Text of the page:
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A Prohibition Era Wine Recipe

Updated on November 9, 2014

An Ancient Art

The basics of wine making are easy and inexpensive.

Wine is nothing more than fruit juice that has been mixed with yeast which converts the sugar in the juice to alcohol. The alcohol then preserves the juice by killing off harmful bacteria that cause juice to become sour and cause sickness or death.

Wine making was one of the few ways humans had in ancient times of preserving food so that it could be stored and used throughout the year rather than having to consume it all at harvest.

Grapes are ideal for wine making since yeasts grow naturally on the skins of the grapes and the sugar content of most varieties of grape is high enough to both ferment into alcohol while, at the same time, having enough sugar remaining to sweeten the wine.

Brew a Beverage and Re-enact History

With the passage of the Eighteenth Amendment to the Constitution on January 16, 1919 which allowed the Federal Government to ban the production and manufacture of alcoholic beverages, the nation entered into a decade long experiment in which the government tried to stamp out consumption of alcohol while, at the same time, enterprising Americans set new records for the consumption of alcoholic beverages.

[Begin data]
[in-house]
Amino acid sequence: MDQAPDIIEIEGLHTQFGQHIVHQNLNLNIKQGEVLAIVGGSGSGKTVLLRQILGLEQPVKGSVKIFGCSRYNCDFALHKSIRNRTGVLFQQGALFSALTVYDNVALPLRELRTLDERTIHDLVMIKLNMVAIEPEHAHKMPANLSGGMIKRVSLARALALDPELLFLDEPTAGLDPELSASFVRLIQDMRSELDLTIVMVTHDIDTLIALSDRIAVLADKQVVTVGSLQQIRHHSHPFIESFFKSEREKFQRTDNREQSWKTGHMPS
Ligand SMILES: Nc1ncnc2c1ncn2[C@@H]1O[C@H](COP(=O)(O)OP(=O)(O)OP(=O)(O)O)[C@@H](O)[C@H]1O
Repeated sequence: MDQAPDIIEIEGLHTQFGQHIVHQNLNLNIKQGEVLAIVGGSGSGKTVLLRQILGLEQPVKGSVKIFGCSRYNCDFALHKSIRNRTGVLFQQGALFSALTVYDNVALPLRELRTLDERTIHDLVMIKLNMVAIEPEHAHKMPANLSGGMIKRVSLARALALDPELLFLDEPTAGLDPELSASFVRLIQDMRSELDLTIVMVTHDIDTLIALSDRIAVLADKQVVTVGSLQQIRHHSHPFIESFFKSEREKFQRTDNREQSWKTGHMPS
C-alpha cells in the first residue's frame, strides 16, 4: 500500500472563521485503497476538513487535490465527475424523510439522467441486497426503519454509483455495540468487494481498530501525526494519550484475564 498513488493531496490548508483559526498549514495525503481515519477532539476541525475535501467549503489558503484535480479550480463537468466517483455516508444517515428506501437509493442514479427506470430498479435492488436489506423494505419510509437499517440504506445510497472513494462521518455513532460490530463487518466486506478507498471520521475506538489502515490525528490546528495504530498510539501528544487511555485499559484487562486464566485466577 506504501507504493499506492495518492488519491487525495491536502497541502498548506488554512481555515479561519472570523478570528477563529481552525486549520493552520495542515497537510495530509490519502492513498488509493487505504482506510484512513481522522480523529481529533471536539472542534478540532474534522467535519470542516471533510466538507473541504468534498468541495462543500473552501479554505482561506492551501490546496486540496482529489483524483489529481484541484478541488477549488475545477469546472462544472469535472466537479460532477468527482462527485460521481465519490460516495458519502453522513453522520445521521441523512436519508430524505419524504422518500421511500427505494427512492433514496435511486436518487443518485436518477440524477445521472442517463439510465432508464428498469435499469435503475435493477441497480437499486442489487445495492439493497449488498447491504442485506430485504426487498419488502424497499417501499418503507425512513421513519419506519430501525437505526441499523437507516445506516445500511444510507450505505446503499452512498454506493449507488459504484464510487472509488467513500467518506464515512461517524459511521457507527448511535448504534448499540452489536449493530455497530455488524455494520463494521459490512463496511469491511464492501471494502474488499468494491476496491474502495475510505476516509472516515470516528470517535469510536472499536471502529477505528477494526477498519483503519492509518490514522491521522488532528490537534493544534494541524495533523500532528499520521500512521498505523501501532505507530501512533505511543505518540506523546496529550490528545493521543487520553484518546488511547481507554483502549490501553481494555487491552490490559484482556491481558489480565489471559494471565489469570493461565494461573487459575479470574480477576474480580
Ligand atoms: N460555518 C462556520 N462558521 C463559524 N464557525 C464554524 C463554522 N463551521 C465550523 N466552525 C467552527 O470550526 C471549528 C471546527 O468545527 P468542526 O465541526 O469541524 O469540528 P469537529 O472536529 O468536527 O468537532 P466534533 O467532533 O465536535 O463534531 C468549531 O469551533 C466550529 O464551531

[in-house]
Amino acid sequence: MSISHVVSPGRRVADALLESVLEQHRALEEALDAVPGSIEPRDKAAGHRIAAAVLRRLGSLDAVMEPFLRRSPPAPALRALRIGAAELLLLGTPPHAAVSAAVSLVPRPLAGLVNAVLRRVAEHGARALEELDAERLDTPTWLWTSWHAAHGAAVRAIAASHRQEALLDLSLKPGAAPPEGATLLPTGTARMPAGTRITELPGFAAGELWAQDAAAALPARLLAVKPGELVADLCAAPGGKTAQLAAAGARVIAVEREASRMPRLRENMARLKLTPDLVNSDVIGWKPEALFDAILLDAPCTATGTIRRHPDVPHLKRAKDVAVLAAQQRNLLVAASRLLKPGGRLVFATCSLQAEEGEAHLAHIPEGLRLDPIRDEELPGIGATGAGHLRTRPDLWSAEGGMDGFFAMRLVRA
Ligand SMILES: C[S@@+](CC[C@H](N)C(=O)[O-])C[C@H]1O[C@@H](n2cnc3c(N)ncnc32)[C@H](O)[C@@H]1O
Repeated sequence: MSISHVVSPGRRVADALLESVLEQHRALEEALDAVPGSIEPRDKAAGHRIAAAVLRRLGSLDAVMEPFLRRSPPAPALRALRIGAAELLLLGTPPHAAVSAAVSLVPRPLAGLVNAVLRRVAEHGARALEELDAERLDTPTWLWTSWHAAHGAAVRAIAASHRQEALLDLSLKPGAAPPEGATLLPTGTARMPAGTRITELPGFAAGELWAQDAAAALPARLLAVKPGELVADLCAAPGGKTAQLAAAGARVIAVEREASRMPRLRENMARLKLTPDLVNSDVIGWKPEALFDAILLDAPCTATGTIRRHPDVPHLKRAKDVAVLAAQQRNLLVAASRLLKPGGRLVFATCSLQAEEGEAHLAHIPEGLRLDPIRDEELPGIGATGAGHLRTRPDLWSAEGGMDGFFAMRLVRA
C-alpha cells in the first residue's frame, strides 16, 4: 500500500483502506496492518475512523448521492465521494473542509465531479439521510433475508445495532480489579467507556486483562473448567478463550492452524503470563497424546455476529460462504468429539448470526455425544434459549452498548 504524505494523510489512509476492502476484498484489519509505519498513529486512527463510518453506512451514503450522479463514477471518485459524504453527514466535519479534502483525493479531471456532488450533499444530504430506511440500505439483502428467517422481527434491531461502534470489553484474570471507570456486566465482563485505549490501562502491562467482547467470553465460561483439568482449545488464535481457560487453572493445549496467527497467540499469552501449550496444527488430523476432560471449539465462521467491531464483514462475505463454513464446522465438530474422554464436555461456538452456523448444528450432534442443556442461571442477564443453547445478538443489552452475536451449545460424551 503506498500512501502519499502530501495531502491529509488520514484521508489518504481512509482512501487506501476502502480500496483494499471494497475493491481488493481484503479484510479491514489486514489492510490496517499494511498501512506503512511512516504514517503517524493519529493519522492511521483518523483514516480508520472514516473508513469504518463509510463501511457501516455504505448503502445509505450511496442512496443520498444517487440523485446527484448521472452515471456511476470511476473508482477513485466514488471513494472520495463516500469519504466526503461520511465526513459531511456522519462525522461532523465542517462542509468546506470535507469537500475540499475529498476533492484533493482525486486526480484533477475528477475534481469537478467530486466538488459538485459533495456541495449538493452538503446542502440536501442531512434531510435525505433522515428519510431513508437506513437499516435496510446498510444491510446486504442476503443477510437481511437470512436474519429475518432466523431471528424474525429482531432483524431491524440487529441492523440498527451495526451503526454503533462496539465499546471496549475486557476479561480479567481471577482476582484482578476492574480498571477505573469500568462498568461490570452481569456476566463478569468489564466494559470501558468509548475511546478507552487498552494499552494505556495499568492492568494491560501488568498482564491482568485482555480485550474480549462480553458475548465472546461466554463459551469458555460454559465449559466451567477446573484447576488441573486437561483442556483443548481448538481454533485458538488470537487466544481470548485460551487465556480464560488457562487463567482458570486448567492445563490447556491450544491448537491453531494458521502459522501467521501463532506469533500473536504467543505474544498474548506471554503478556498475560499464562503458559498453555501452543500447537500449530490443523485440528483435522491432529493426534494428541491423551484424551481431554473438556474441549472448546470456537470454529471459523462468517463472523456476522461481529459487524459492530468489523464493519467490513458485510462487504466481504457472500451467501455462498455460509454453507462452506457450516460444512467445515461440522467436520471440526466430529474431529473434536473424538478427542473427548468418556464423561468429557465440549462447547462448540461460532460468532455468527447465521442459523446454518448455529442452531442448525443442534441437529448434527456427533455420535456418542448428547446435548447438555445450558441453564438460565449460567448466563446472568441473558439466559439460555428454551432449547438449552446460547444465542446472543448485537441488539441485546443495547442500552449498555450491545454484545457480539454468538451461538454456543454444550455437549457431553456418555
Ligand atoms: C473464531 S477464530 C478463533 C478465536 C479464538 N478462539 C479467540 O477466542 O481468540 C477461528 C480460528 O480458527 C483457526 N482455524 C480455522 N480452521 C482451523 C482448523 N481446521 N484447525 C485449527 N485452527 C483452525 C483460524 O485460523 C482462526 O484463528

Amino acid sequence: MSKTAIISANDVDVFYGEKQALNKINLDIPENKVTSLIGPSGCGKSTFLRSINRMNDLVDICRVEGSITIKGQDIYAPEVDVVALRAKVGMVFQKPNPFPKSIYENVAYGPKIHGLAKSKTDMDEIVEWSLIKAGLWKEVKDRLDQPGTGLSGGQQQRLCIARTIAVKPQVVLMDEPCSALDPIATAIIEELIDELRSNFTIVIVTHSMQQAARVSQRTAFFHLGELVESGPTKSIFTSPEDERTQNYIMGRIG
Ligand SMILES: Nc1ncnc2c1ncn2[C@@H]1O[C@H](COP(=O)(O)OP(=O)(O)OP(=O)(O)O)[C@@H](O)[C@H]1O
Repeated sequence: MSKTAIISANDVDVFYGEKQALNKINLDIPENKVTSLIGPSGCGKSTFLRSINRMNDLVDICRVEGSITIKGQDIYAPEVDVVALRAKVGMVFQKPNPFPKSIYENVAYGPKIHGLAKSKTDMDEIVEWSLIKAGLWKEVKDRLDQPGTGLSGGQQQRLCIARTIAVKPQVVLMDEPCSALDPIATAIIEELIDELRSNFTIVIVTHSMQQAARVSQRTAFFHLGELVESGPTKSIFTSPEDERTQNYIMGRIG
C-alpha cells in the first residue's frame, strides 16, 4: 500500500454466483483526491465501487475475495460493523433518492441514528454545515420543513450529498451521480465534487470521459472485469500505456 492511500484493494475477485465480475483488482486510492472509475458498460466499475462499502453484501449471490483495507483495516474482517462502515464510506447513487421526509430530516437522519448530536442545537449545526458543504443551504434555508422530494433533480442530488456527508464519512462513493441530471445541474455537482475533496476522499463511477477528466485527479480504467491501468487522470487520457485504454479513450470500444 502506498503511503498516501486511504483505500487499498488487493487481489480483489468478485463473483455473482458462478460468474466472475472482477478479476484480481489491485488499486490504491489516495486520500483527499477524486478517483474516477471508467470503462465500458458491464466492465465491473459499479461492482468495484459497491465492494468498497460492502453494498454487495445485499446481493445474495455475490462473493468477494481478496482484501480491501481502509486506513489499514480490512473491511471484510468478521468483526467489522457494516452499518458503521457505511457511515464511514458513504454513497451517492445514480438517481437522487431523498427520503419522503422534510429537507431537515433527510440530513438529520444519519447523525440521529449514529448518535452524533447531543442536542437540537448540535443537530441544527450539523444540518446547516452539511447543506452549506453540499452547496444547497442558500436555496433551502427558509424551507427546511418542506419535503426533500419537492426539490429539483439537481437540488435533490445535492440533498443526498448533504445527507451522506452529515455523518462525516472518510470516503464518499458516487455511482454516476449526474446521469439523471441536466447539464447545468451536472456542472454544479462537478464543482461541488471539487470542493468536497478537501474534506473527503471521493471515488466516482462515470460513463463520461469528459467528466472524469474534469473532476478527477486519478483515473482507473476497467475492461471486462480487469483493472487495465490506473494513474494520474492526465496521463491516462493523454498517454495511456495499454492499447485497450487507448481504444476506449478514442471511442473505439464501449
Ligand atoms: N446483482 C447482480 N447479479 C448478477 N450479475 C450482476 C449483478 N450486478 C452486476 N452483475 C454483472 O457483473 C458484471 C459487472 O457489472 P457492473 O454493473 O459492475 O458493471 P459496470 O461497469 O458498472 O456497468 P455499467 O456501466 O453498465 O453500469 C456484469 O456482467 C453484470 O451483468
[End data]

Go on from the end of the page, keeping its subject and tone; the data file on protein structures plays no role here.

Because the chemistry involved in making alcohol is so simple, many people simply brewed their own drinks and life continued as it always had.

Here is a Prohibition Era recipe, using the same common household items that our great-grandparents used to make wine at home while avoiding detection by the Feds.

Grape wine can easily be made at home and without the need for special equipment.

The making of wine at home is now legal in most parts of the U.S. so long as you are of age, it is for your own consumption and you don't try to sell it.

While the taste and quality will not compete with the inexpensive wines that can be found in the local supermarket, it is drinkable and allows you the satisfaction that comes with serving your own “basement bottled” wine with dinner.

Ingredients and Equipment Needed

  • 1 One-Gallon Glass Jug
  • 2 12 Ounce Cans, Frozen Grape Juice
  • 1½ Cups, Sugar
  • 1/4 Teaspoon, Wine Yeast or Dry Baker's Yeast
  • 3/4 Cup, Warm (NOT HOT) Water
  • 6 Inch, Piece of Twine
  • 1 Funnel
  • Two or Three foot length of ½ to ¾ inch clear plastic, Tubing


  1. Clean and sterilize glass jug by washing with warm, soapy water and rinsing thoroughly. Then run it through the dishwasher where the heat will sterilize it.
  2. It is very important to make sure that the jug and all utensils used in the making of the wine have been sterilized by running through the dishwasher. This will kill any bacteria which will spoil the wine if it comes in contact with the wine.